"We consider gaming as not only a technology business but also a service business, games as a service. So, starting from customer support to community management to payment systems to payment platforms, you have to be able to answer the questions of the people you're addressing on every step of the way."

Whichever platform or genre developers decide to pursue, they're likely to find an audience with Middle Eastern gamers, according to Onur. But she says "They're just looking for high quality content that they can relate to, and then the service. If you have these two issues under your belt, it's possible to scale really, really effectively."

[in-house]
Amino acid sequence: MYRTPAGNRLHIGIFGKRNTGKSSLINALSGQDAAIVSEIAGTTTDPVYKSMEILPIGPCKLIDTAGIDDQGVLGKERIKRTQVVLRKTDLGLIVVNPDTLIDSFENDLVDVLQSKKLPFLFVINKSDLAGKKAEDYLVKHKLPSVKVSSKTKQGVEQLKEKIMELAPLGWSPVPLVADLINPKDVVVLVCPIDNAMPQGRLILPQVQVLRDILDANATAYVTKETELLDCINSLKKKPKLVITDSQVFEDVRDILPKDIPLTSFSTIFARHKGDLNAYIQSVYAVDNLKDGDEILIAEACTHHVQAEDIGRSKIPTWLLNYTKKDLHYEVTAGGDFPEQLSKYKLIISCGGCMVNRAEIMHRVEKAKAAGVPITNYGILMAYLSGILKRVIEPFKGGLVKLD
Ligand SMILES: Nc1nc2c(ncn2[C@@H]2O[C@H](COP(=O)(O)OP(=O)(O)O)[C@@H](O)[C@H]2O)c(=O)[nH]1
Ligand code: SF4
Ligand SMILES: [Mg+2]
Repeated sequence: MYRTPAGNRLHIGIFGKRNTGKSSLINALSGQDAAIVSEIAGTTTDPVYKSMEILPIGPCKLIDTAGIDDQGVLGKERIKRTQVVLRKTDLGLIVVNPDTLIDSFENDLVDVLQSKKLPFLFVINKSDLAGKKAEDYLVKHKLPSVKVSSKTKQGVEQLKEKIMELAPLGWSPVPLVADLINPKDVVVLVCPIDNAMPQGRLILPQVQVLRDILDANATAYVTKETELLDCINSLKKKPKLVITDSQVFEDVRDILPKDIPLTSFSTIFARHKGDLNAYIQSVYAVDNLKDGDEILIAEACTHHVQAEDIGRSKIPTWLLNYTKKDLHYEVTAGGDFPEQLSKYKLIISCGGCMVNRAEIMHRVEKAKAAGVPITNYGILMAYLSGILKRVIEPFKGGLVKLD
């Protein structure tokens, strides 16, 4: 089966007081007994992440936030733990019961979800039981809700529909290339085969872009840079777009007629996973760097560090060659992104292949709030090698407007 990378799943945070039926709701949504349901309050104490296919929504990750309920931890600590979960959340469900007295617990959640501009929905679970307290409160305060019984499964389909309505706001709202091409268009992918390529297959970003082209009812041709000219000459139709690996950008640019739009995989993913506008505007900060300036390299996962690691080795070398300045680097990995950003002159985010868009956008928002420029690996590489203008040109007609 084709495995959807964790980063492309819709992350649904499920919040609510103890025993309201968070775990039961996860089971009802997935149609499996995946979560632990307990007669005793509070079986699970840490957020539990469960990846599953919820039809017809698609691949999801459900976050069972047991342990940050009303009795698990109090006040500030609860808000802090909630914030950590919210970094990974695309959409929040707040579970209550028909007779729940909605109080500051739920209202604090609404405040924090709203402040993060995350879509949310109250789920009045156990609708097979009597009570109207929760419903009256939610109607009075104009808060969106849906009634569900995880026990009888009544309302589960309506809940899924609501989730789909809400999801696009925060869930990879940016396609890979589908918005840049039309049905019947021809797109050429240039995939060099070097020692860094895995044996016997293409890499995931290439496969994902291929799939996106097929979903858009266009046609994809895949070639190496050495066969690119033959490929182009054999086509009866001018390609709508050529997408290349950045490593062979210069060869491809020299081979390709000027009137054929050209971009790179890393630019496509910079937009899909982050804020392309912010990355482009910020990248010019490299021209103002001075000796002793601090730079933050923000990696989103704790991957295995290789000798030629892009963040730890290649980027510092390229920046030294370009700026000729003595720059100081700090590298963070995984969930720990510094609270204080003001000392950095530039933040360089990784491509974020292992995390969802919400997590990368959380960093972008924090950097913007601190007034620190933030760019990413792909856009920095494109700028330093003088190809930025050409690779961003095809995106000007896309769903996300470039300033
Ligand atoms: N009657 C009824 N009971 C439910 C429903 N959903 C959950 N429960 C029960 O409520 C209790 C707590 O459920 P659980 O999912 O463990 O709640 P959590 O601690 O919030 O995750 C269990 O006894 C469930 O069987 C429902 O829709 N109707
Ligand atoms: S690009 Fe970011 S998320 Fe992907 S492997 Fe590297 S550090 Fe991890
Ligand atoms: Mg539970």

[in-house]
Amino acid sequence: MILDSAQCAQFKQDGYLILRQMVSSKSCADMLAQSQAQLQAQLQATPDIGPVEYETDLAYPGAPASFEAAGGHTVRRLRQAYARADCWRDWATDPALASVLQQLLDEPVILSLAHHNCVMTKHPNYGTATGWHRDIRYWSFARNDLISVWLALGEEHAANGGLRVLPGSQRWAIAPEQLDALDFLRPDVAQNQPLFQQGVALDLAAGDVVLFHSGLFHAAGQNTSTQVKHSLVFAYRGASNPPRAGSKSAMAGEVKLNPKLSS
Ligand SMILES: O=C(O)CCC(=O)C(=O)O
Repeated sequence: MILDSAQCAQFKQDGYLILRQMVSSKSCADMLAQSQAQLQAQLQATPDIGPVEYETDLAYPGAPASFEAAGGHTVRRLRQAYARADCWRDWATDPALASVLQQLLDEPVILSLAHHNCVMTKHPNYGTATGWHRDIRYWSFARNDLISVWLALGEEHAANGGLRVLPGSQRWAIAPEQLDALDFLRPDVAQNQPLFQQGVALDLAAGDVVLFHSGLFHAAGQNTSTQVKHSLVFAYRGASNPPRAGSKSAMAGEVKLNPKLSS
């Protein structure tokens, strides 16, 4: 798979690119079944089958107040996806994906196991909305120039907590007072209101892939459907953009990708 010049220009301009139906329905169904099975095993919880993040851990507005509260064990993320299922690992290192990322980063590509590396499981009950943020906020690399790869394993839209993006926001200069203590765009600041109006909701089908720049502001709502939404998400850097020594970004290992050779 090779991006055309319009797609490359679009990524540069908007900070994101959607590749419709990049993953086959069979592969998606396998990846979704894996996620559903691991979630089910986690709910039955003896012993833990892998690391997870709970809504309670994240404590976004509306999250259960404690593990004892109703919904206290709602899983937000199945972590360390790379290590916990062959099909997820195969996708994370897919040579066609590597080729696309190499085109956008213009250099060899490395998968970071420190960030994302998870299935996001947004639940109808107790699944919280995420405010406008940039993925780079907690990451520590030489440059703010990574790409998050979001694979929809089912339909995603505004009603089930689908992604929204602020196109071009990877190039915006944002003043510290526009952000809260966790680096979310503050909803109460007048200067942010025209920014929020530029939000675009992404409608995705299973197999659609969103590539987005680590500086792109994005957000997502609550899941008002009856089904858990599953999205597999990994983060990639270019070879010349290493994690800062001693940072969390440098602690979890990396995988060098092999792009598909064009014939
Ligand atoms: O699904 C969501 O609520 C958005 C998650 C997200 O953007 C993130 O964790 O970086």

Article Start Previous Page 3 of 3

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Comments


Mohamed Almonajed
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Let's see what the future is hiding for us in that region :)

Bram Stolk
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I did the opposite, and yanked my game from the Saudi market (where it was really popular, btw), after getting really upset about crap like this: http://politics.slashdot.org/story/12/11/22/2151211/saudi-arabia-
implements-electronic-tracking-system-for-women

Google Play lets you publish on a per-country basis.

People get upset about sexism in gaming (quite rightly so), but it is NOTHING compared to the oppression that women undergo in the arab world.

Amir Sharar
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If you were to consistently apply your logic, you'd ban your games from countries like Canada because they've implicitly supported the use of cluster bombs.